Ascension of the Conquistador

by Andrew Bowen

One of Montejo's cap­tains has us drilling in the rain again. The sun hasn't shone for days and the air is sti­fling, like try­ing to breath under water. Every­thing looks gray except the palms. Each green leaf droops in the rain like a sali­vat­ing tongue hang­ing from its mouth.

I miss arid Spain.

A man gur­gles behind me. I turn to the famil­iar sound in time to see a robe-clad monk draw a cross in the air between him­self and the native on his knees. He flails against two acolytes hold­ing his head in a bar­rel. The priest bap­tizes him, but the wretched soul surely doesn't under­stand. All he knows is that he, at the hands of these con­quis­ta­dors, has nearly drowned.

He lifts his head from the bar­rel. Long black hair hangs wet over his face as the two young men pull him up by his elbows. He looks up and meets my eyes. They are dark and eter­nal. His lips trem­ble as if words might explode from his mouth. Though he knows why I haven't helped him, the pain rip­pling across his face argues that I could have cho­sen to.

His dark fea­tures remind me of Isabella.

She was a con­versa, a Jew who, in light of the Inqui­si­tion, had con­verted to Catholi­cism. But this was only wool over their eyes. She loved Spain too much to leave, but not enough to aban­don Yahweh.

In the bed­cham­ber, she liked to wake just before sun­rise and read from her secret Torah and Psalms. The parch­ment scroll crack­led as she unfurled it in her del­i­cate, spider-like hands. I propped on my elbows and watched. She sat on her knees in front of the win­dow and allowed the east­ern morn­ing glow to wash over her, as if the sun itself were brought to life by her voice, and cast a golden hue over her skin. Her linen night gown hung loose off her shoul­ders and revealed the sheen of skin that only her mother and I had ever seen. The Psalms of David trick­led off her rus­set lips. I smiled as her voice soothed any poten­tial ache my life as a sol­dier might bring that day.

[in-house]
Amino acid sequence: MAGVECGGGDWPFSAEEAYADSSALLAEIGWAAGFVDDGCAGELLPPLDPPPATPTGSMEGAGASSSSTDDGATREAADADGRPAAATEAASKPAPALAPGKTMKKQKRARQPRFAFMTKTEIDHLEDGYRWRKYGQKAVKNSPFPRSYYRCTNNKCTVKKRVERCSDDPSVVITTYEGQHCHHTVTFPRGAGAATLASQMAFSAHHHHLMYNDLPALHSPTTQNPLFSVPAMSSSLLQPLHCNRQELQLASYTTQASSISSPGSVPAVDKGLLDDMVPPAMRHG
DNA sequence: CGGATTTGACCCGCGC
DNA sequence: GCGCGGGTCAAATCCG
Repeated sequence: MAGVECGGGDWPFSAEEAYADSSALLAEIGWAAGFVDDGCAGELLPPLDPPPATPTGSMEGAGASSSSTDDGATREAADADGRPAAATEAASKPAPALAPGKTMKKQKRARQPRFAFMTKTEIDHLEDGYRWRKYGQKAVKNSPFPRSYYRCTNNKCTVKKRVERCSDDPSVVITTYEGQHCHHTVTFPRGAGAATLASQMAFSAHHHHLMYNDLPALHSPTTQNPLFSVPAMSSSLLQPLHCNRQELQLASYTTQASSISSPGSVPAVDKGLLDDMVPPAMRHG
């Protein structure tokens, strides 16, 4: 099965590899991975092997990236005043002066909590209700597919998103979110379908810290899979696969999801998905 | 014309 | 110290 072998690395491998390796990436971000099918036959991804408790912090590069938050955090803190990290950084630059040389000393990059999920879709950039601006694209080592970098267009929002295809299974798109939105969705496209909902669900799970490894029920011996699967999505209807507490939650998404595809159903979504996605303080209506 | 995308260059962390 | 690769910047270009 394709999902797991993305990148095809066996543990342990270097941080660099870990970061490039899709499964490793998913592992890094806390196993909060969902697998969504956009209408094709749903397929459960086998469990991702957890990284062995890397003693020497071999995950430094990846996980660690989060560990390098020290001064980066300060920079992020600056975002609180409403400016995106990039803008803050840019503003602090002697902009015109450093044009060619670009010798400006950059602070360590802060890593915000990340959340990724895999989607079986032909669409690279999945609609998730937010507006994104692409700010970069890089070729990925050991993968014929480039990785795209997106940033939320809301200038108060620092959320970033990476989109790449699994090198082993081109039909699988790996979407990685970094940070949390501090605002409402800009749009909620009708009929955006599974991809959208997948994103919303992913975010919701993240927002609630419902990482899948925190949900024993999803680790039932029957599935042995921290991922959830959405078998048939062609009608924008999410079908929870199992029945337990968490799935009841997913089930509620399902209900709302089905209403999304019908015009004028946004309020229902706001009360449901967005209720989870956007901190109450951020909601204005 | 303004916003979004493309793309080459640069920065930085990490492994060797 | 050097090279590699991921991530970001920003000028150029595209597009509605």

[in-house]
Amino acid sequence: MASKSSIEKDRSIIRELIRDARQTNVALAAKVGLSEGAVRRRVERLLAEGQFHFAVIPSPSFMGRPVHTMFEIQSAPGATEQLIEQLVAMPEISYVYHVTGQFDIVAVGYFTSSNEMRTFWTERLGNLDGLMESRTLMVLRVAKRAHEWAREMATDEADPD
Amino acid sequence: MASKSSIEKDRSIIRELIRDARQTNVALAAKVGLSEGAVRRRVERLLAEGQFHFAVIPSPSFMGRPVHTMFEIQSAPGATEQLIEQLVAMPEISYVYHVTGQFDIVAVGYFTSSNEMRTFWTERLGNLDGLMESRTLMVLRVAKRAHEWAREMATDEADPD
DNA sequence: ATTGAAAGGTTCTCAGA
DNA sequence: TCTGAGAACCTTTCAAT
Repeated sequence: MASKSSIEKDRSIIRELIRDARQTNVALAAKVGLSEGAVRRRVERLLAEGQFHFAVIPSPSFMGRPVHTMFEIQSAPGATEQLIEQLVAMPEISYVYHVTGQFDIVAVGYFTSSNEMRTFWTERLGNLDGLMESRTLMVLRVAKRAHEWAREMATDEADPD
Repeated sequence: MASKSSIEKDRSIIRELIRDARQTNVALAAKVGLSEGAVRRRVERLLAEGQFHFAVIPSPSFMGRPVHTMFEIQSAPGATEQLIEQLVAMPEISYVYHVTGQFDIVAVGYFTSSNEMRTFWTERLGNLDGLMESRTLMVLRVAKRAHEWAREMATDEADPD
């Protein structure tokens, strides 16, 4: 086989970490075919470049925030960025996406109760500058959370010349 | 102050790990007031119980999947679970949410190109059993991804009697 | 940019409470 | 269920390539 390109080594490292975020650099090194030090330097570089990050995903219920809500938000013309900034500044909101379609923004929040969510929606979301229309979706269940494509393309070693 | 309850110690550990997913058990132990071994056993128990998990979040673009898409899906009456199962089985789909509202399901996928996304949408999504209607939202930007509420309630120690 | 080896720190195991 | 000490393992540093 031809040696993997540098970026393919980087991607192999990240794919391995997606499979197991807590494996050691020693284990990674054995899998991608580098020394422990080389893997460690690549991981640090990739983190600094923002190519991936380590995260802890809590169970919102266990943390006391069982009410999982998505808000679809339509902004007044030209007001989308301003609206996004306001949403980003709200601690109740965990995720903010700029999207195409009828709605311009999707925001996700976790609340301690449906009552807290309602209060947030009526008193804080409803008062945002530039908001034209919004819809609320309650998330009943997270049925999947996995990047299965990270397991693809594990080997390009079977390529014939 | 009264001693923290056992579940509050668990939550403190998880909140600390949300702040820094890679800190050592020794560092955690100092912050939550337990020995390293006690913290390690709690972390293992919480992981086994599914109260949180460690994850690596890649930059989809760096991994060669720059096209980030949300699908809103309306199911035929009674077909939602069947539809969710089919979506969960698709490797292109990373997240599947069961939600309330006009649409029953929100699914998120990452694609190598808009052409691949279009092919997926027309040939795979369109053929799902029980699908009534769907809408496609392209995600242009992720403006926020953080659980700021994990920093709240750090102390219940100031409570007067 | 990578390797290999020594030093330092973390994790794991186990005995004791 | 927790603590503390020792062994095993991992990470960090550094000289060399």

She turned and caught me watch­ing with a grin. “Can't a lady have some privacy?”

“My dar­ling, if you could see what I wake to every morn…”

Some­one kicked in our front door.

I drew my sword as the sol­diers, six in all, swarmed the room and over­whelmed us before I could swing my blade. Two held my wife at sword's edge while the remain­ing four dis­armed me and held fast to my arms.

“You had bet­ter explain this, corporal.”

A priest, draped in a red robe and cap, stepped into my house with two young men, also in red robes, flank­ing him. A sil­ver cru­ci­fix shim­mered by a chain at the cen­ter of his chest. He smiled and nod­ded. “Fear not, sergeant, we do not sus­pect you.”

One of the sol­diers hold­ing my wife approached the priest with her parch­ment scrolls. The smile left his face as he looked up at me. “Your wife con­fessed alle­giance to Spain and our holy mother church, yet she car­ries this?”

She yelled in Hebrew. No one under­stood the words, but every­one felt the barbs. She spat on one of the sol­diers. He slapped her face. My mus­cles caught fire and lashed out from my cap­tors. I buried my fist into the young man's cheek and fell upon him. Isabella screamed and clawed at the oth­ers as they pulled me away from the boy. I could taste his blood on my lips.

The priest raised his hands. “See how the devil works in her? Take her away. Sergeant,” he said as she bucked in their arms. “We know that from cre­ation, women are the deceivers of men. We do not blame you for what was held in your home, but we shall free you of it.” He nod­ded to one of the sol­dier and turned out the door.

Half an hour later, the rush and crackle of flames touched my ears. I was con­fined to the bed­cham­ber as my wife cooked and screamed along with other con­ver­sos found guilty of apos­tasy. I trem­bled with hatred and blood­lust. Because of her and the pos­si­ble taint of her influ­ence, I was ordered to reestab­lish my loy­alty to God and coun­try with mil­i­tary ser­vice in the war against the Maya of the Yucatan. I told them to burn in hell. They smiled and sent me anyway.